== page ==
Specialist chronic pain and fibromyalgia compensation solicitor Bruce Dyer examines the common problem of fibromyalgia weight gain.
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Fibromyalgia weight gain
Fibromyalgia is often debilitating, and the pain and fatigue associated with the condition mean even routine personal care can prove exhausting. So, it’s unsurprising that sufferers commonly report lengthy periods of enforced inactivity throughout the day. In turn, that swiftly results in loss of muscle strength and reduced stamina. And ultimately, it means fighting an often-losing battle against the increasing pounds. However, inactivity is not the only factor at play in fibromyalgia weight gain.
Hypothyroidism and fibromyalgia
In an earlier article, Libby Parfitt explored the link between CRPS and thyroid problems. But hypothyroidism – where the thyroid gland produces insufficient hormones – is also frequently present in people with fibromyalgia. Indeed, one study suggests that while the prevalence of fibromyalgia among the general population is around 2% to 7%, it’s as high as 30% to 40% among those with hypothyroidism. And newer diagnostic criteria for fibromyalgia means the incidence may be even higher.
A major symptom of hypothyroidism is modest weight gain caused by a slowing of the body’s ability to burn calories.
Slow metabolism in fibromyalgia
In addition to hypothyroidism, research demonstrates that the metabolism of a person with fibromyalgia may be up to 25% lower than someone without the condition of the same age and weight. So, that potentially means burning up to 25% fewer calories each day.
Leptin and fibromyalgia
Leptin is an appetite-signalling hormone released to help the body maintain a normal level of weight long-term. The amount of leptin in the blood is directly related to the amount of body fat. Studies show that the release of leptin may be out of sync in people with fibromyalgia, causing hunger despite sufficient fat stores.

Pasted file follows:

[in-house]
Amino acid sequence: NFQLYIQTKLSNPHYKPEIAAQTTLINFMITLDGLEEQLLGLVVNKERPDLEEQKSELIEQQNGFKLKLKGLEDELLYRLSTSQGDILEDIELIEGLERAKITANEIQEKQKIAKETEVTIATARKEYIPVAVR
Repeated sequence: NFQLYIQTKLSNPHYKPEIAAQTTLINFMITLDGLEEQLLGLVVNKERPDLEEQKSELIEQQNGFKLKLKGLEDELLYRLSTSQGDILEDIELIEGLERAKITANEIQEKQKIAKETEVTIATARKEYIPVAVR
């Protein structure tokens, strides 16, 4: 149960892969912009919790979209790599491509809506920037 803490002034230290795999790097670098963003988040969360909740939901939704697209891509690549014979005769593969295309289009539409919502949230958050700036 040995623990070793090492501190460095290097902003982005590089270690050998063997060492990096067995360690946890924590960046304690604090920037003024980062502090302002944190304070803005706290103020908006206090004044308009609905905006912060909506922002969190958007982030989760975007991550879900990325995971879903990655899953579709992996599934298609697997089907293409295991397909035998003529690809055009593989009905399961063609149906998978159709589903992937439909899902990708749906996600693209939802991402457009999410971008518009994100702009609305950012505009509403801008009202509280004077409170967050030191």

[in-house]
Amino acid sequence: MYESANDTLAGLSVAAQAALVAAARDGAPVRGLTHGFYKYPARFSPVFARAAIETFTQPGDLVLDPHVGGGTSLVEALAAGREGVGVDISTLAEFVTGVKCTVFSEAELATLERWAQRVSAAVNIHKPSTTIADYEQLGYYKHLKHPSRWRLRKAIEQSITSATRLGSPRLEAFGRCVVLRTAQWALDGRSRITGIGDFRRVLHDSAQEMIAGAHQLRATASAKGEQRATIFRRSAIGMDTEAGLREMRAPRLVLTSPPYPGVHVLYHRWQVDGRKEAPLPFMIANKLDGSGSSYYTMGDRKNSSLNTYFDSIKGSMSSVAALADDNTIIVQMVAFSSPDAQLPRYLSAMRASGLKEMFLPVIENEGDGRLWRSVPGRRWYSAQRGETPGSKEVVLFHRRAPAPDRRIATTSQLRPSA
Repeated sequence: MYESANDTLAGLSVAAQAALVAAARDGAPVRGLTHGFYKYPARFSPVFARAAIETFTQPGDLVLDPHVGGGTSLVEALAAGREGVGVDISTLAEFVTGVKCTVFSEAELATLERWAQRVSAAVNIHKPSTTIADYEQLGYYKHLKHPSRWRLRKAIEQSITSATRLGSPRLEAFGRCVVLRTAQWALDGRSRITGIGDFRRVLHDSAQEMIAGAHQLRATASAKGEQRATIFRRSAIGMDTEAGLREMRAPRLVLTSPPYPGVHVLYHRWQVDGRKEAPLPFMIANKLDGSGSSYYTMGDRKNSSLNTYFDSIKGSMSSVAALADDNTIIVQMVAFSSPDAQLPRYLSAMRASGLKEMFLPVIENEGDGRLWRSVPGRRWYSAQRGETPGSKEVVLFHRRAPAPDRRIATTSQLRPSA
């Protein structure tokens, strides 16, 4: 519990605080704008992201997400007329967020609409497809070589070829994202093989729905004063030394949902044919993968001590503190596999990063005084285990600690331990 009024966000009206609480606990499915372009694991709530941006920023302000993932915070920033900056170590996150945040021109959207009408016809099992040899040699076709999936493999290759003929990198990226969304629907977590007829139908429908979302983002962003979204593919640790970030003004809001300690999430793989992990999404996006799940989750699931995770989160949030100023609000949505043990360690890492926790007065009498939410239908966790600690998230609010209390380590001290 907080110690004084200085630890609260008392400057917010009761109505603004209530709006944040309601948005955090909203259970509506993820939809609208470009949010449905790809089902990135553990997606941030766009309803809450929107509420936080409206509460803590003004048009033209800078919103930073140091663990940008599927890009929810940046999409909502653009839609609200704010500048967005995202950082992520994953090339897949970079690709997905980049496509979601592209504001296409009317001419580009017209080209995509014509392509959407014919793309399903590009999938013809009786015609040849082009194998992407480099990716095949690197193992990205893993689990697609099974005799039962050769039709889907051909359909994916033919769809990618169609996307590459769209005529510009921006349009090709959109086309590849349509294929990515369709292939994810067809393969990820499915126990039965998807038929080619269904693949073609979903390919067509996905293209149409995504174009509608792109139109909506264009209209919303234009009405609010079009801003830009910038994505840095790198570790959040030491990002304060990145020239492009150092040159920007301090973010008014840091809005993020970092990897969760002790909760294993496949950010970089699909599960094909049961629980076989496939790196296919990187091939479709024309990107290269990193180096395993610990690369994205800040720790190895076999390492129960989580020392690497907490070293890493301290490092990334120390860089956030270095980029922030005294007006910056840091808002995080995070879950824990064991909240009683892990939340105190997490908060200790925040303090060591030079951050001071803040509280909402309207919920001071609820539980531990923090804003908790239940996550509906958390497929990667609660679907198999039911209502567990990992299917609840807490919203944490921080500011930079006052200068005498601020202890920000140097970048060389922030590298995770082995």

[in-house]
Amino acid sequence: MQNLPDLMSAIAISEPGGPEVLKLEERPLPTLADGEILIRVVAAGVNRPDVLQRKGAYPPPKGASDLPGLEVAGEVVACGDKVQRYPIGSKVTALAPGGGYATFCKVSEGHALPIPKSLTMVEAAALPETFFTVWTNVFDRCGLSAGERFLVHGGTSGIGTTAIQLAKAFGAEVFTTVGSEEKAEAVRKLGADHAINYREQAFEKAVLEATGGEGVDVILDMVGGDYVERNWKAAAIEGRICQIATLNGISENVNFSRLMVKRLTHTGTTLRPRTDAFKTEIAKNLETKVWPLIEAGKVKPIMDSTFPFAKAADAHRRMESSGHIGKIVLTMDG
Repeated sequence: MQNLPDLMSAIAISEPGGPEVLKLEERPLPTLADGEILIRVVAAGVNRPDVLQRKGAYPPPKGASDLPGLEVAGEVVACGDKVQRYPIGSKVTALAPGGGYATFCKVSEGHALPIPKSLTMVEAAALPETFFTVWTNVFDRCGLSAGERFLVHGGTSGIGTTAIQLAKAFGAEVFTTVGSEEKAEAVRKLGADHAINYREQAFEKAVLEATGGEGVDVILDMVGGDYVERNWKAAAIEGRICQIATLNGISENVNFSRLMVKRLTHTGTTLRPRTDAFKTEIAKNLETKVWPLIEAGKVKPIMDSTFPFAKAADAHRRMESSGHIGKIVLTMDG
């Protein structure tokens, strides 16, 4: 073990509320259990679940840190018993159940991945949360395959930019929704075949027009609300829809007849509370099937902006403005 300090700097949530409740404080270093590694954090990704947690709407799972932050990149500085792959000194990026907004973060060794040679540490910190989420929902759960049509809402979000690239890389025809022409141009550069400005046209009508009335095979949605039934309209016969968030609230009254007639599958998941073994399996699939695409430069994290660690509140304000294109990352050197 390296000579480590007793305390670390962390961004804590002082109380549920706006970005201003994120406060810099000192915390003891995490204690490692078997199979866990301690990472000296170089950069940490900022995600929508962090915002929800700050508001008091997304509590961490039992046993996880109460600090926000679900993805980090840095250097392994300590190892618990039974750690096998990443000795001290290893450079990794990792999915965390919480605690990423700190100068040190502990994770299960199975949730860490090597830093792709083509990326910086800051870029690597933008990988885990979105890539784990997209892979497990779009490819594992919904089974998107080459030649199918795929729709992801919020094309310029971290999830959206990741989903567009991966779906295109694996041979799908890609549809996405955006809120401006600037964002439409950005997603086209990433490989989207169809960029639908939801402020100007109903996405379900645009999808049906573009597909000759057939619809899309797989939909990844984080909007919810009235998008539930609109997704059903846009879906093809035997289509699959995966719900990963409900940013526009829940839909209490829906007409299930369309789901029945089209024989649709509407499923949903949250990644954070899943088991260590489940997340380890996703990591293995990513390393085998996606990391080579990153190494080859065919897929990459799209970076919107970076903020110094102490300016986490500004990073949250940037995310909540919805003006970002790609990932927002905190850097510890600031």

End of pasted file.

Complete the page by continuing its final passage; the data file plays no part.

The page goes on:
Exercising with fibromyalgia
The coalescence of these factors creates a perfect storm for people living with fibromyalgia. And yet it’s been demonstrated that just twenty to thirty minutes of aerobic exercise a few days each week can help reduce their symptoms.
But, of course, exercising with fibromyalgia can be very far from easy and professional support and guidance are invaluable. Physiotherapists and occupational therapists suggest starting with low-impact activities such as walking, swimming, tai chi and simple yoga exercises. As tolerance improves, the moderate use of equipment such as exercise bikes and elliptical machines can lead to further benefit. To that end, a personalised and supervised programme at a gym can prove helpful.
Diet and fibromyalgia
The internet is brimming with dietary suggestions for people with fibromyalgia, ranging from the sensible and proven to the weird and whacky. In terms of weight loss, through experience, you will know what works for you. However, referral to a dietician is an invaluable starting point in ensuring controlled weight loss while maintaining a well-balanced diet.